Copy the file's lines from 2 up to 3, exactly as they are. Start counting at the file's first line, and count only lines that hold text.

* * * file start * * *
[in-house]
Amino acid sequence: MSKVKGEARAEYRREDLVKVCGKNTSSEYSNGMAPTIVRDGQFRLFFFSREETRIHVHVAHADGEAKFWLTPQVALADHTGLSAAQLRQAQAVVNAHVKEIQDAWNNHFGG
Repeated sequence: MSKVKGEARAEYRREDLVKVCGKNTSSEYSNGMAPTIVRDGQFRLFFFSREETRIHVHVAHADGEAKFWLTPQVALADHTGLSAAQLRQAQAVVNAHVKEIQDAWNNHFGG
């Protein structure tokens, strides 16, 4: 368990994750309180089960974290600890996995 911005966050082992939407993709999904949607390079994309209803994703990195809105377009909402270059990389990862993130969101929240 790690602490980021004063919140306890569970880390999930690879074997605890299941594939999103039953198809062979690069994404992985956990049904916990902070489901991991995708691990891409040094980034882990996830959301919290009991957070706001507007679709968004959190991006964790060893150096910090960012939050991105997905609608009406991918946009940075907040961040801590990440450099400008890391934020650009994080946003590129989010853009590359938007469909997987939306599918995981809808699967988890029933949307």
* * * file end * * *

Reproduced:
Amino acid sequence: MSKVKGEARAEYRREDLVKVCGKNTSSEYSNGMAPTIVRDGQFRLFFFSREETRIHVHVAHADGEAKFWLTPQVALADHTGLSAAQLRQAQAVVNAHVKEIQDAWNNHFGG
Repeated sequence: MSKVKGEARAEYRREDLVKVCGKNTSSEYSNGMAPTIVRDGQFRLFFFSREETRIHVHVAHADGEAKFWLTPQVALADHTGLSAAQLRQAQAVVNAHVKEIQDAWNNHFGG